Work in Progress


Never Mind, I'll Find Someone Like Me: The Relationship between Perceived Representation and Populist Attitudes

With Christopher Wratil

The rise of populism is often linked to representation gaps. Due to endogeneity between populism and perceptions of representation, this has been hard to test causally. We use an experiment manipulating voters’ perceptions of representation in order to identify their causal effect on populist sentiment on representative samples from 12 European countries (n = 23,725). Respondents are first asked to state their preference on two EU policy issues. Next, they read a vignette about how parties in their countries have sorted themselves on it during the European elections, which can indicate either that at least one party has taken the respondent’s position on that issue, or that no party has done so. We also vary whether parties have all taken the same position, or if they assumed different views from each other, and follow with questions on populist attitudes. Results show that poor representation is connected to higher populist attitudes among individuals who were not populist to begin with, and are the first causally identified confirmation that the cartelisation of European parties contributed to recent populist successes.

The working paper is available here.

Measuring Populist Discourse: The Global Populism Database

With Kirk A. Hawkins, Rosario Aguilar, Erin K. Jenne, Bojana Kocijan, and Cristobal Rovira Kaltwasser

This research note introduces the Global Populism Database, which measures the level of populism in the discourse of 215 chief executives (Presidents and Prime Ministers) from 66 countries across all continents. The dataset covers 279 government terms and includes more than 1,000 speeches, mostly between 2000 and 2018. We describe the data and data generation process and move to give the broadest description of the level of populism by leaders of government in the world. We give a few examples of how the dataset can be applied, for example to investigate the causes of populism (such as corruption and economic crisis) or to identify the policy consequences of populism (such as economic collapse, increased corruption, political participation, and the erosion of basic democratic freedoms). This dataset promises to serve as a useful tool in determining the role of leader rhetoric in the spatial and temporal variation of populism.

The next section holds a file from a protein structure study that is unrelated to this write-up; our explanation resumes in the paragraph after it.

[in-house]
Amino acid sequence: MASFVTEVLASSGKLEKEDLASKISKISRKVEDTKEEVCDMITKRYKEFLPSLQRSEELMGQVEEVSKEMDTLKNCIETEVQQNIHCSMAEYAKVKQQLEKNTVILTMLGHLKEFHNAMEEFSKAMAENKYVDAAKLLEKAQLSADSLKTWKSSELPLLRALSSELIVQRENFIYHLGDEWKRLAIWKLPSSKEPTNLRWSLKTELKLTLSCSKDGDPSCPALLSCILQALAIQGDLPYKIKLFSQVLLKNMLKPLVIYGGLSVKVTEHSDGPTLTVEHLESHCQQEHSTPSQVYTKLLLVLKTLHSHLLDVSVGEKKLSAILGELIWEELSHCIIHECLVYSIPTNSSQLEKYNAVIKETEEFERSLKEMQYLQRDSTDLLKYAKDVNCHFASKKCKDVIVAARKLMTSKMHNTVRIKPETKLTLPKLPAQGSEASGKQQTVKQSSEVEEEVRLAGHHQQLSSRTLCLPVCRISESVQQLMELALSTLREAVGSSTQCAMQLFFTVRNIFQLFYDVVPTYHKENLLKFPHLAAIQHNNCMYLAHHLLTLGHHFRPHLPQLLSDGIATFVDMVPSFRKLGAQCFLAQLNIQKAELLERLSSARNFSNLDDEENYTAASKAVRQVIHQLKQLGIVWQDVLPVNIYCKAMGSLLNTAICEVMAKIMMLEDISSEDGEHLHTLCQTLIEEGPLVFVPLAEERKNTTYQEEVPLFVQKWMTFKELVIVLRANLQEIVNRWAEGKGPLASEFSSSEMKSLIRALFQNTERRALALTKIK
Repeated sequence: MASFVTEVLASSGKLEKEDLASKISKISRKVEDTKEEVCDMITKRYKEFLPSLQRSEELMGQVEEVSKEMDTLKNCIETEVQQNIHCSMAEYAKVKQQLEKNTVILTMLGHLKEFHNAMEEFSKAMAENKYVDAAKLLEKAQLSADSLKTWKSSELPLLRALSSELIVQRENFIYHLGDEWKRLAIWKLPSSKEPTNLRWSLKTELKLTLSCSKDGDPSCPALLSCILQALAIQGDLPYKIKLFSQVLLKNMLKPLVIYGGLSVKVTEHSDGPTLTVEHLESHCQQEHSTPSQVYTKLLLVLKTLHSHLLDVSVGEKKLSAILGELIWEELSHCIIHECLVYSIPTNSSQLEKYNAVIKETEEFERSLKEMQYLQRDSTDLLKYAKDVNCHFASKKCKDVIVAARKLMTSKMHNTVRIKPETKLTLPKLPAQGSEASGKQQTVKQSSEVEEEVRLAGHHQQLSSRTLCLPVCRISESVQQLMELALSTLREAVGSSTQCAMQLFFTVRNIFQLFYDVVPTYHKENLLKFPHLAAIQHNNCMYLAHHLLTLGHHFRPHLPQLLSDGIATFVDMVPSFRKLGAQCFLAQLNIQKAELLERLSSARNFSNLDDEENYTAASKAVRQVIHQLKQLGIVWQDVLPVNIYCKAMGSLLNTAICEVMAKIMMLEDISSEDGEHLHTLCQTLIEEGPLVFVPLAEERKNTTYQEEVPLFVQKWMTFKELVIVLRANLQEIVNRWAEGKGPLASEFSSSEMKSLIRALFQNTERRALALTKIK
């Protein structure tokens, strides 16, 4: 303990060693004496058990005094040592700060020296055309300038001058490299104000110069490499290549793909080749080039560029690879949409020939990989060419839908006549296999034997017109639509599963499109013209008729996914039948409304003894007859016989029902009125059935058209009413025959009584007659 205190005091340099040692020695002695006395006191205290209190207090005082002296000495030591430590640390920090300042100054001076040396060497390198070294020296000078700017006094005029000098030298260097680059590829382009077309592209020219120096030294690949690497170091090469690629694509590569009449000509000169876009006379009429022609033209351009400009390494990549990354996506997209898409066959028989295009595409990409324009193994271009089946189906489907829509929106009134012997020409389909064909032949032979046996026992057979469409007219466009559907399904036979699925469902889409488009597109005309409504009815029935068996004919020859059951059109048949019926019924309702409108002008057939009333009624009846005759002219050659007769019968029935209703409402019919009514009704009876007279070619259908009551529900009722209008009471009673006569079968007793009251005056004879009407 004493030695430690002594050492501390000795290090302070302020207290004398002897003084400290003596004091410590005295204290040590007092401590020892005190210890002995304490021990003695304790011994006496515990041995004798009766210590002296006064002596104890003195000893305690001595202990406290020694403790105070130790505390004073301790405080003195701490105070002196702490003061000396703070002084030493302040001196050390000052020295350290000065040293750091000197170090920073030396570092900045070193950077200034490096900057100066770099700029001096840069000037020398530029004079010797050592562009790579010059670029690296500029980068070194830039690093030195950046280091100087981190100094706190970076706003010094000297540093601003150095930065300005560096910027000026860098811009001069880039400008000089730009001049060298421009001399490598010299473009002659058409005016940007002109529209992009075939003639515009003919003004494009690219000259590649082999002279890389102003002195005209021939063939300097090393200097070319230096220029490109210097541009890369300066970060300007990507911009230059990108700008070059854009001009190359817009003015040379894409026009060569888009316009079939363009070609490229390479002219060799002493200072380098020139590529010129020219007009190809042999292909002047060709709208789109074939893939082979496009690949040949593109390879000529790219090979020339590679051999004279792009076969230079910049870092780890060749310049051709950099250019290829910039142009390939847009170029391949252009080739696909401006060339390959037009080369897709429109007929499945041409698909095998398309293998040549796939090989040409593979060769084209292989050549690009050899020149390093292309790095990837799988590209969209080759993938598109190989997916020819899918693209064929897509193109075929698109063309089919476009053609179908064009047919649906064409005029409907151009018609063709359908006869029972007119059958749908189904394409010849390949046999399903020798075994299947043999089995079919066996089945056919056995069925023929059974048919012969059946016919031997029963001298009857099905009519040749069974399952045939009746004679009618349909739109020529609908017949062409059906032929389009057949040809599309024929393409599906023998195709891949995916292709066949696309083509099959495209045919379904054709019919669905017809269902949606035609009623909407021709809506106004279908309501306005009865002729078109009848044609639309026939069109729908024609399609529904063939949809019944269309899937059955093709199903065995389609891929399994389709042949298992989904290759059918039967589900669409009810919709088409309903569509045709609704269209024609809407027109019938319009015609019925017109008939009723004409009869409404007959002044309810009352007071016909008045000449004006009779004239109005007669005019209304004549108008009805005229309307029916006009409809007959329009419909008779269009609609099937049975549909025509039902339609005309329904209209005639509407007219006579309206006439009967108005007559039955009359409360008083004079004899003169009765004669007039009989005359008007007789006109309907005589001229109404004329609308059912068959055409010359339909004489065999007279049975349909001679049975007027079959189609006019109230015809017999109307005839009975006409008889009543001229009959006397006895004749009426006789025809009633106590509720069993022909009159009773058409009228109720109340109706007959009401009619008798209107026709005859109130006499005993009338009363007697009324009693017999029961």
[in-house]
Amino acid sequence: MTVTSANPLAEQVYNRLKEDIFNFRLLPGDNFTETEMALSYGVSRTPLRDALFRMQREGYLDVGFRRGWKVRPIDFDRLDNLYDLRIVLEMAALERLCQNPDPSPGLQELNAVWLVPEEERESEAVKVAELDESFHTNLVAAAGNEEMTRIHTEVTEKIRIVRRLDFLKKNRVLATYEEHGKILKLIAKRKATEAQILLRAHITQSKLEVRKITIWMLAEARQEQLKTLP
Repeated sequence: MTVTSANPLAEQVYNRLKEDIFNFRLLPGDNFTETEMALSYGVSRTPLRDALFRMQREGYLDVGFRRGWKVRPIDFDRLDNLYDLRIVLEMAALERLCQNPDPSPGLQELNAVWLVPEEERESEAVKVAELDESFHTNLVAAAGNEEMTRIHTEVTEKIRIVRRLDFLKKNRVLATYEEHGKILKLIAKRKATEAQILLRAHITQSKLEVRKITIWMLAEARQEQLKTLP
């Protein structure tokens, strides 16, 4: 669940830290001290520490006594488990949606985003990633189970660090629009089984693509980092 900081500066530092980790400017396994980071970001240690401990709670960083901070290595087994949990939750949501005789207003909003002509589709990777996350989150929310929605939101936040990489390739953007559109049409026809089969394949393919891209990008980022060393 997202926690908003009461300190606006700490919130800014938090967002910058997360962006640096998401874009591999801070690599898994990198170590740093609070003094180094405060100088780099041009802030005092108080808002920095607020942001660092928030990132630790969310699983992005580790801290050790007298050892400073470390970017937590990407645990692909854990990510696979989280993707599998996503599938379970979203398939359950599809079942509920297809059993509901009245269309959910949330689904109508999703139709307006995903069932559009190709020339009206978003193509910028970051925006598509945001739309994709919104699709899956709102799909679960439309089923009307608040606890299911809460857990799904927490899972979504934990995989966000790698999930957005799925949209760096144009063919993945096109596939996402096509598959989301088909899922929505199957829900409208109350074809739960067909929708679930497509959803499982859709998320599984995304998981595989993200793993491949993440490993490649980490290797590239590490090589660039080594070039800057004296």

The working paper is available here.

Social Media and Politics

Birds in the Cage: Explaining Legislators' Use of Social Media in Europe

With Sven-Oliver Proksch

Social media presents politicians with more communication opportunities than ever before, but the question remains if it relates to traditional forms of political communication. We propose that it can serve two possible goals: as a 'substitute' channel for politicians and parties to get around constraints existing in other arenas; and as an 'amplifier', used by actors to spread the same message diffused in other media. Using a novel dataset containing all tweets posted by national MPs in the EU-28 over the course of 2018, and contemporary parliamentary speeches from seven countries, we investigate a) whether and how we can use tweets' content to get individual-level estimates of issue positions; b) use that to uncover intra-party dynamics and disagreement over policy; and c) how Twitter behavior, such as rebellion against the party line, translates into real world practices in parliament. We find that sentiment about Europe on Twitter is a valid measure of MPs' Euroskepticism, and that those who dissent from their parties on Twitter get less speaking time in parliament. We also find that, while parties in various systems constrain speaking time for dissidents, those in party-centered systems also exert more control over their MPs' discourse in parliamentary speech, while MPs in candidate-centered systems appear more free to speak their minds.